With a list of 30 songs, millions of views, and a stronger hold on what he wants his life to look like, 2021 has been Jubin Nautiyal’s year.
I first noticed Jubin Nautiyal’s voice when he sang “Jiya Re” for a TV show titled Dahleez (2015) on Star Plus. For me, it is still one of the best romantic songs I’ve ever heard. From that point on, he went on to sing for films like Bajrangi Bhaijaan, Fitoor, OK Jaanu, Raabta, Loveyatri, Kabir Singh, and Love Aaj Kal, among others.
But, just like the famous line from Om Shanti Om goes: Picture abhi baaki hai, mere dost.
2021 has been Jubin Nautiyal’s year with nearly 30 songs this year. His single, “Lut Gaye”, has garnered over a billion views. His other songs have innumerable views. “Khushi Jab Bhi Teri” has 102 million, “Barsaat Ki Dhun” has 216 million, “Dil Galti Kar Baitha Hai” has 220 million, and “Raataan Lambiyaan” from Shershaah has 443 million views.
Speaking about this lustrous time in his career, he says, “I’m nervous right now. When you do so many hits at one time, the next one becomes even more difficult. I had only heard that every artist has his day, and I’m experiencing it right now.”
There’s a clip on YouTube from when he was rejected on a music reality show. Even that video has had over a crore views till now. It has been a long and challenging journey for Nautiyal in the music business. It was this struggle that made him reach this far. “If I would have gotten this level of success post my initial two songs, then I wouldn’t have been able to handle it. Even if I could handle it, I wouldn’t have been able to do the kind of good work. I don’t see it as a struggle but as a journey. I’m proud to say that I’m not a one-hit-wonder. I have consistently shown growth from my first song till now, and consistency is more difficult in our industry. Today I feel the pressure of where the next hit will come from. It makes me nervous, and that tells me I’m on the right path.”
Nautiyal recently had concerts across countries, and he received a phenomenal response. “I have attracted a lot of soulful music lovers with my music. So, in my concerts, you will not find rage. I call my concerts a three-ticket audience that includes grandparents, parents, and children, because all can enjoy my music.”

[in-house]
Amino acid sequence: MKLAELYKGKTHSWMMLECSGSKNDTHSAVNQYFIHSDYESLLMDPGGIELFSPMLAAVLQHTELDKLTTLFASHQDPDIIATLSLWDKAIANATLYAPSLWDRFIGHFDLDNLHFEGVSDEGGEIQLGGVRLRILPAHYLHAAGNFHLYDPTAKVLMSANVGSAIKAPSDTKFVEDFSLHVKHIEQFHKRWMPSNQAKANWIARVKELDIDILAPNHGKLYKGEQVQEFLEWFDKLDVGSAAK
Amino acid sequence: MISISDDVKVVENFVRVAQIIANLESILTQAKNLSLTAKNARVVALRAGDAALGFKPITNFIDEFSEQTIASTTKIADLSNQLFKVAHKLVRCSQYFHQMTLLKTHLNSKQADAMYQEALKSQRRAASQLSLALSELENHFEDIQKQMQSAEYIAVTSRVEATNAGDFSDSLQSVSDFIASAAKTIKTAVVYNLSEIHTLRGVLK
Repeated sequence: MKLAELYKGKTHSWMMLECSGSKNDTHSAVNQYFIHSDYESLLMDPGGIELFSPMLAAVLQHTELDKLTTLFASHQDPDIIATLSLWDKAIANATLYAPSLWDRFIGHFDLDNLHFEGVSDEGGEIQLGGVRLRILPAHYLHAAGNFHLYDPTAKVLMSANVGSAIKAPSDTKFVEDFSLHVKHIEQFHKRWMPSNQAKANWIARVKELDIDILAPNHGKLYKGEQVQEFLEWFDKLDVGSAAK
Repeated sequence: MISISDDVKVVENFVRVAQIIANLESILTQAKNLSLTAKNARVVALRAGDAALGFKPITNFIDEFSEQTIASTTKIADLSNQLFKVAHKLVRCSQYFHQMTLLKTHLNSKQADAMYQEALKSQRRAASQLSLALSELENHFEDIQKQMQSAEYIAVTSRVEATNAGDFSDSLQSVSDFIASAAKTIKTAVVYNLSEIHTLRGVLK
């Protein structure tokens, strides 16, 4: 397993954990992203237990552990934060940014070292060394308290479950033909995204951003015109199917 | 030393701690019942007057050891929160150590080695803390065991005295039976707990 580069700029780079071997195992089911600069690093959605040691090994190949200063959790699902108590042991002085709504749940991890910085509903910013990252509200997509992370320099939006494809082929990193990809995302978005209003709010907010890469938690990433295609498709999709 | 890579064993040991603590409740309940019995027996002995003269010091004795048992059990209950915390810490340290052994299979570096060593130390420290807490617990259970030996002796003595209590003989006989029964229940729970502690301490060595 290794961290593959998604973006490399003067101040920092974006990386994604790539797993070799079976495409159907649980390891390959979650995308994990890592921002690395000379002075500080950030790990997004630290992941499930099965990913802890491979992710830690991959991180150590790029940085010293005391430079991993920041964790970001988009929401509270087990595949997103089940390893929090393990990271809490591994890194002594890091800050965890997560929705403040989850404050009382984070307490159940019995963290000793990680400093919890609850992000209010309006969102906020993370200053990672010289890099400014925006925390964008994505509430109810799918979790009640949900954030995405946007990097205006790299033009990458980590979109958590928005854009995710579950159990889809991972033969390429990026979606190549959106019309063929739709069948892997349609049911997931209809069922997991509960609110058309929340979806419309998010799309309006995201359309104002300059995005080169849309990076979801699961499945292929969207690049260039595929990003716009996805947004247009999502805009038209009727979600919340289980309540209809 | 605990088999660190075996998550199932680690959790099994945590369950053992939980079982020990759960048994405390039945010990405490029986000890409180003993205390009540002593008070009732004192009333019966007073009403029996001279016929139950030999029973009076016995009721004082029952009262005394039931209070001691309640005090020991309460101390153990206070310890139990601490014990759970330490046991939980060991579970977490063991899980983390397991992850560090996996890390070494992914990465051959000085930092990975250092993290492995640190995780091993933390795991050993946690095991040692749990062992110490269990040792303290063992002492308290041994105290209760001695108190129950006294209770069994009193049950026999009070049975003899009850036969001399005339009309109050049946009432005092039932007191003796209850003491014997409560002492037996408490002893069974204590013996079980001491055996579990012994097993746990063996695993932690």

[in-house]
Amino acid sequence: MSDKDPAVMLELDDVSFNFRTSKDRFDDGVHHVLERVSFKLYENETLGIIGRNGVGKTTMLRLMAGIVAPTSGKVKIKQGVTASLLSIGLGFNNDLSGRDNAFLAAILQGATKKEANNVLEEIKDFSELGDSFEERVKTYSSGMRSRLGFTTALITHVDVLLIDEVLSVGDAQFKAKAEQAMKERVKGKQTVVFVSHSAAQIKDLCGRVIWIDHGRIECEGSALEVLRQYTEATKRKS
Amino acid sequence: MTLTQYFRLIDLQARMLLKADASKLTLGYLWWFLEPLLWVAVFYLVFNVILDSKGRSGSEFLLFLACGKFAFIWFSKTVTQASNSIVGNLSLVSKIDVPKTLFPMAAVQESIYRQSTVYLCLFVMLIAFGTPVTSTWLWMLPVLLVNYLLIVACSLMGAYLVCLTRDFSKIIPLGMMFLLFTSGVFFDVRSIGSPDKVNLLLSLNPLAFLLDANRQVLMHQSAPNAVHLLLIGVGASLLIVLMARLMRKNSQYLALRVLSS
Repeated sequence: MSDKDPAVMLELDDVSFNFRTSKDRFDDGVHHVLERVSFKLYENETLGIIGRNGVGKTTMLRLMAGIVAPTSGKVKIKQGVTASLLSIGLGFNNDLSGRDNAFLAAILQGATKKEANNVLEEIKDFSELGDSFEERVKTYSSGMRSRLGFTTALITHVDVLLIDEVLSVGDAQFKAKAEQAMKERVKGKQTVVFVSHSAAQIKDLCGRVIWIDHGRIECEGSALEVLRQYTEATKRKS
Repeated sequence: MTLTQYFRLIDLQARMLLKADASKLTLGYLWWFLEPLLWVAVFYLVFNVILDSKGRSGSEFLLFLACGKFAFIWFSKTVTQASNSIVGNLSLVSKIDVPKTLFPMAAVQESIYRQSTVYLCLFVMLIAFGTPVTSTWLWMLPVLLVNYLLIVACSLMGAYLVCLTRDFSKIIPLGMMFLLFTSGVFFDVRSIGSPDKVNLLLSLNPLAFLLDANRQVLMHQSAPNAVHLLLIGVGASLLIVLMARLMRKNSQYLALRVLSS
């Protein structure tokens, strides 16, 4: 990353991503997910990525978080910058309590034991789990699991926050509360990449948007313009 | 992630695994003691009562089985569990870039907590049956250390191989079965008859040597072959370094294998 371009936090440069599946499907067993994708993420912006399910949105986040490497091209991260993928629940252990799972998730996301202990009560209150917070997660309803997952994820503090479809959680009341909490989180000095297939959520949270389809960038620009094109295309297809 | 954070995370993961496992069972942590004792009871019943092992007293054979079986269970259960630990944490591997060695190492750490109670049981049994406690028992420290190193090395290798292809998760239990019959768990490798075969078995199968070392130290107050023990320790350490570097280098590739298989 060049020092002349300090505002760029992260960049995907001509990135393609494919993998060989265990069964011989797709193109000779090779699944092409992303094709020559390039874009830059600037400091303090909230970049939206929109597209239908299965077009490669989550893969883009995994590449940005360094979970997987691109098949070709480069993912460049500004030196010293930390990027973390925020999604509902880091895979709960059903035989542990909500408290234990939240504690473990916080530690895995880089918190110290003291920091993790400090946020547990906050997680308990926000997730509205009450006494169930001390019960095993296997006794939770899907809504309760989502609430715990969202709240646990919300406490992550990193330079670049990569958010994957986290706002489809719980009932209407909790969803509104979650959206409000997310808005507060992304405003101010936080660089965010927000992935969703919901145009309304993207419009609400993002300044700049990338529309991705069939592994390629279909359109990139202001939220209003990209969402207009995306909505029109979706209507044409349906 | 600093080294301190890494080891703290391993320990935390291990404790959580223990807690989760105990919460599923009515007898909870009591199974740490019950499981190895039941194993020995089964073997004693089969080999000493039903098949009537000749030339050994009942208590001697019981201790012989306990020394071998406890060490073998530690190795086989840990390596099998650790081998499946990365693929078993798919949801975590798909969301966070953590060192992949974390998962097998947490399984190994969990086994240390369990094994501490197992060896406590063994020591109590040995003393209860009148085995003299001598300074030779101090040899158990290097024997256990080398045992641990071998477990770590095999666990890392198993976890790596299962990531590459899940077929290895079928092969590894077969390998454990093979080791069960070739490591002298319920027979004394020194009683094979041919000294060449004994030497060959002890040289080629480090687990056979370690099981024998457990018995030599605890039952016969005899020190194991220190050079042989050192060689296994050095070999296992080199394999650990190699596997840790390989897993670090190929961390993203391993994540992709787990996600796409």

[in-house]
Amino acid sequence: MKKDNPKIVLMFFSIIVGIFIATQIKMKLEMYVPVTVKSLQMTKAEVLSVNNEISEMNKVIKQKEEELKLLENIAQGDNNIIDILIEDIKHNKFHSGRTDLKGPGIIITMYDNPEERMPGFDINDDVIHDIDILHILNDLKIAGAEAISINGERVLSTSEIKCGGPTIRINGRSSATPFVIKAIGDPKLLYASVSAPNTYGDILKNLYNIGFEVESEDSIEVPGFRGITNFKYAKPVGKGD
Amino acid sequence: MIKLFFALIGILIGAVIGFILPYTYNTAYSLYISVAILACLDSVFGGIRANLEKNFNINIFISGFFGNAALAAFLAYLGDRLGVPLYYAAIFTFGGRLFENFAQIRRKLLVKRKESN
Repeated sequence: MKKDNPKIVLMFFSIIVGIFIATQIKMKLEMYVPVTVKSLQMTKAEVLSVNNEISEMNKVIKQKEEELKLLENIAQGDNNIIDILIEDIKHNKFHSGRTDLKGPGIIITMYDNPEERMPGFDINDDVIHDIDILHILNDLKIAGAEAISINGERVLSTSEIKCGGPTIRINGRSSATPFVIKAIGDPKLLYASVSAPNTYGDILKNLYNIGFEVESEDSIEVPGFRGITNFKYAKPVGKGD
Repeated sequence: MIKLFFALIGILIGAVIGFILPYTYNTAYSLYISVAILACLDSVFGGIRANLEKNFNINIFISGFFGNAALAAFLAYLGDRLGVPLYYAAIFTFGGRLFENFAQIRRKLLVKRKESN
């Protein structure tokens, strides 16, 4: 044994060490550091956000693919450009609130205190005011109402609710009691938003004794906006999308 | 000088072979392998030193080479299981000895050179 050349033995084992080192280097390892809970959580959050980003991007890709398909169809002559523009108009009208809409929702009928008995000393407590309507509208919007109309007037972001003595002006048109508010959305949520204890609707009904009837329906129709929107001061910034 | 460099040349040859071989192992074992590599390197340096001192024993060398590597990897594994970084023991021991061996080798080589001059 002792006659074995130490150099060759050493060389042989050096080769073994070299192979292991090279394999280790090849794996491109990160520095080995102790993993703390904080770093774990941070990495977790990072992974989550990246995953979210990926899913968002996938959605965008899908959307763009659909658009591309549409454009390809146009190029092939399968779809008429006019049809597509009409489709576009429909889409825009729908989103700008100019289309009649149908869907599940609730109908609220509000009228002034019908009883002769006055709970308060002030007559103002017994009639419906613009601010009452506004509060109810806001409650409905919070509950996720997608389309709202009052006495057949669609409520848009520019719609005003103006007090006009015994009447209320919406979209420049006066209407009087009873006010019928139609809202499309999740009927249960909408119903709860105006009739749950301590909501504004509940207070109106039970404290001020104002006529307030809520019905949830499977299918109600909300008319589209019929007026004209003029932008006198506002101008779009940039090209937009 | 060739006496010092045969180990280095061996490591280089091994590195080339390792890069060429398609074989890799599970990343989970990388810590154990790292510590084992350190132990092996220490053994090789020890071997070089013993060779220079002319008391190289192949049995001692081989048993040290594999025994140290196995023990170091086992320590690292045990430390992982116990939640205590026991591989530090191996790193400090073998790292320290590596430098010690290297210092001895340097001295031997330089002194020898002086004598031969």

Today, Nautiyal appears in most of his videos. One would assume he is now comfortable in front of the camera, but that is not true. Making an appearance in his videos was more a compulsion than a choice. “It is a nerve-wracking experience to be in front of the camera. We had to make music videos during the pandemic, and some places would give us permission while some wouldn’t. We would get the actors’ dates, but people would often get scared. So, it was decided that I would start acting in my videos, which is how it began. It was more for the love of my music that we had to create good visuals. The response is so good that we are doing all kinds of videos, be it dance, sad, or romantic. I’m working on making some stylised dance videos. Film offers have started coming, but it took me time to reach where I have reached in the world of music. Just because I’m famous today and people are watching me, I wouldn’t start acting. That would not be right.”
This year, Nautiyal has managed to have a delicate balance between his film and non-film songs. If he had Lut Gaye on the one hand, he had Raataan Lambiyaan on the other. He firmly believes that non-film music is gratifying at this point in time. “Non-film music is where the growth is happening. If you see, Bollywood is a mixture of many genres. Bollywood picks up any genre that is popular or raging, and makes that in its own style. Time and again, artists have proved that independent music is where the magic is. In independent music, there is freedom and artistic expression. There is no limitation with regards to the script or the hero, or the film. The song could be whatever the creator wants it to be. It could have any kind of structure. Music has flourished wherever there is freedom,” he says.
Romantic and soulful songs have been the heart of Nautiyal’s career. How does he define his journey? “When I started my music career, I was a singer-songwriter. I wrote six albums that I never released. They were great albums, but I believe they wouldn’t have reached the audience if I had released them back in the day. I understood that if I went independent, nothing would happen. I should explore my voice in Bollywood. Once I have the fan base I need, I can feed them the music I want. We have reached that stage only now,” he says.
Nautiyal has touched people’s hearts not only with his music, but also with his noble deeds. He hails from a place called Jaunsar-Bawar in Uttarakhand. It is a tribal region of the state that has seen a lot of migration of the daily wage earners. During the pandemic, when everyone returned home, he reached out to his friends in the city. He made arrangements for people back home as for them, survival was a bigger problem than COVID. “I come from a tiny tribal place where people migrate for better work opportunities. Most of them were daily wage earners. I can make some difference at this stage in my career. So, for the longest time, I was fighting this problem of migration. I felt that towns were just filling up with people. There was a lot of displacement. We were losing so much authenticity. I was trying to work towards it, and then the pandemic hit. There was a crazy reverse migration of people coming back, but there was nothing for them. I used my association with the Reliance Foundation to provide ration for two months which gave solid support to the area people,” he recalls. Noble at heart, and with his voice.